Some of the advantages of working capital finance are:
– Businesses can receive up to 90% of their outstanding invoice value within a day;
– Lending is flexible and grows with the business (both in the UK and abroad);
– Lenders can offer a discreet service that does not disclose the facility to the customers;
– Businesses can control their funding at all times;
– Finance tailored to specific sectors is often available;
– Structured ABL can support management buy-outs/management buy-ins; and
– Trade Finance & Supply Chain Finance Solutions can facilitate international trade.
Experts in this area can provide guidance on:
– Invoice Finance – a way of accessing a percentage (up to 90%) of the invoice value by ‘selling’ them to the lender as soon as the products and services are sold. This option can be customized to specific sectors or selected invoices only.
– Structured ABL – a way of maximising the funding by leveraging the combined value of the assets in the business, such as Debtors, Inventory, Plant & Machinery and Property. Additional forms of funding can be added to this, such as top up loans to boost growth.
– Trade Finance – a way of financing the purchase of goods from overseas when the suppliers do not offer credit terms.
Usually, businesses need to provide updated management accounts, current lists of debtors and creditors, and updated projections before an expert can evaluate their application.
Start date for major overhaul of Plymouth flood defence barrier
A major overhaul of Plymouth’s lock gates is scheduled to begin in September 2023, as part of a £3m project to ensure the city’s resilience against flooding and safeguard its maritime heritage. The lock gates are vital for the protection of hundreds of homes and businesses in the Sutton Harbour and Barbican area, as well as for the access to the marina and fish quays. The Environment Agency, with funding from the UK Government, is overseeing the project, which will involve replacing the worn lock gate sills and performing other essential maintenance tasks. The work will be delivered by Kier, one of the UK’s leading construction and infrastructure services specialists.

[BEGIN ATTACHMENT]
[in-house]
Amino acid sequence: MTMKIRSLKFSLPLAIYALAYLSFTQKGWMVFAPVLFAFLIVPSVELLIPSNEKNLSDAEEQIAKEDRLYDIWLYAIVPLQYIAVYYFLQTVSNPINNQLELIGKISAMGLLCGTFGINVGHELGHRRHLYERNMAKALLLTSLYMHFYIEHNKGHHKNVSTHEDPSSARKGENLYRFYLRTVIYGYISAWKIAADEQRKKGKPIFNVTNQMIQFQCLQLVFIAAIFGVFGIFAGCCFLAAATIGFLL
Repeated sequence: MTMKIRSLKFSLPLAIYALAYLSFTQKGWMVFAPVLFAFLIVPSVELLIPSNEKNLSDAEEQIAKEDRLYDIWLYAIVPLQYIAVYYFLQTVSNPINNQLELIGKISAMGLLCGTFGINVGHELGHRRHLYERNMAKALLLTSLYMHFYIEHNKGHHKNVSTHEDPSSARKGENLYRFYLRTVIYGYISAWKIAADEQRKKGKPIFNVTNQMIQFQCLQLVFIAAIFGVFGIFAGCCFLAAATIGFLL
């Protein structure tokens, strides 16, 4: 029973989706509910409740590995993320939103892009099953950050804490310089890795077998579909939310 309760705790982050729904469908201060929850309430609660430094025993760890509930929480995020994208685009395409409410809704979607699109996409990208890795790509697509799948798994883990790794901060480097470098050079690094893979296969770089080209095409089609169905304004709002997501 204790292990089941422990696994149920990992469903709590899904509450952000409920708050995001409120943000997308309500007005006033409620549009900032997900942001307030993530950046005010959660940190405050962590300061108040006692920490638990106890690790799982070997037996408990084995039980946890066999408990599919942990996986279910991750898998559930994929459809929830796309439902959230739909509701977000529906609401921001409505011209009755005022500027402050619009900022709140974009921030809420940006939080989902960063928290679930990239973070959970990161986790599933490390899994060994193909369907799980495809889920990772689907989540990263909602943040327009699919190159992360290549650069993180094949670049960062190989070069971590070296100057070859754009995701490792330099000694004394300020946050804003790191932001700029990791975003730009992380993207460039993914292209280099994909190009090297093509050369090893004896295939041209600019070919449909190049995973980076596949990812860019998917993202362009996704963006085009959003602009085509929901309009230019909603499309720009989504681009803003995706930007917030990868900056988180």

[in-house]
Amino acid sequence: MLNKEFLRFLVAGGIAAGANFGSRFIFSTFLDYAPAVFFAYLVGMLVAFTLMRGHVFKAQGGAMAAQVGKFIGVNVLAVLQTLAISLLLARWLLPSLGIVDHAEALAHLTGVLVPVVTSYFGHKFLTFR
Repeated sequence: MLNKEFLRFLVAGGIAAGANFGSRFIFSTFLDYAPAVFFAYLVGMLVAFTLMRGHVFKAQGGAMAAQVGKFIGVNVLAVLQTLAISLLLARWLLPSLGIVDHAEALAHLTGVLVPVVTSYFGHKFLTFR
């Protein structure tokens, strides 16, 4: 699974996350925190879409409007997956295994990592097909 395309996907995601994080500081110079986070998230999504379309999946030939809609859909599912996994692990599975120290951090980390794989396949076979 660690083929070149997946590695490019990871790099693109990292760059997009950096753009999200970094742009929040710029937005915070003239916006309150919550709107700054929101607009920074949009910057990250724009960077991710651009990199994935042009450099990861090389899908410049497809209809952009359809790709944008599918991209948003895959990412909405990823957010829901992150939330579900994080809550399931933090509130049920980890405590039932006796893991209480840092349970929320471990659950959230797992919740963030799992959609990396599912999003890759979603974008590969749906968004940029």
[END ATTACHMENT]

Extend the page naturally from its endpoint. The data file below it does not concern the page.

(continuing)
Transforming farming with innovation:
The Farming Innovation Programme, a Defra initiative, has launched two new funding opportunities for the agricultural sector, totalling over £14 million. The aim is to foster innovation and develop solutions that can enhance the productivity and sustainability of farming, while also contributing to net zero goals. The funding is part of the government’s pledge to invest £600 million in the sector over three years, supporting the adoption of innovative practices on farms.
The funding competitions are open to collaborations between farmers, growers, foresters, researchers and businesses involved in agriculture. They can propose and test novel ideas and solutions for various challenges and opportunities in the sector. Some of the projects that have received funding in previous rounds include automated systems to increase soft fruit yield, battery-powered robots to harvest asparagus, and ultraviolet disinfection for dairy and poultry farms.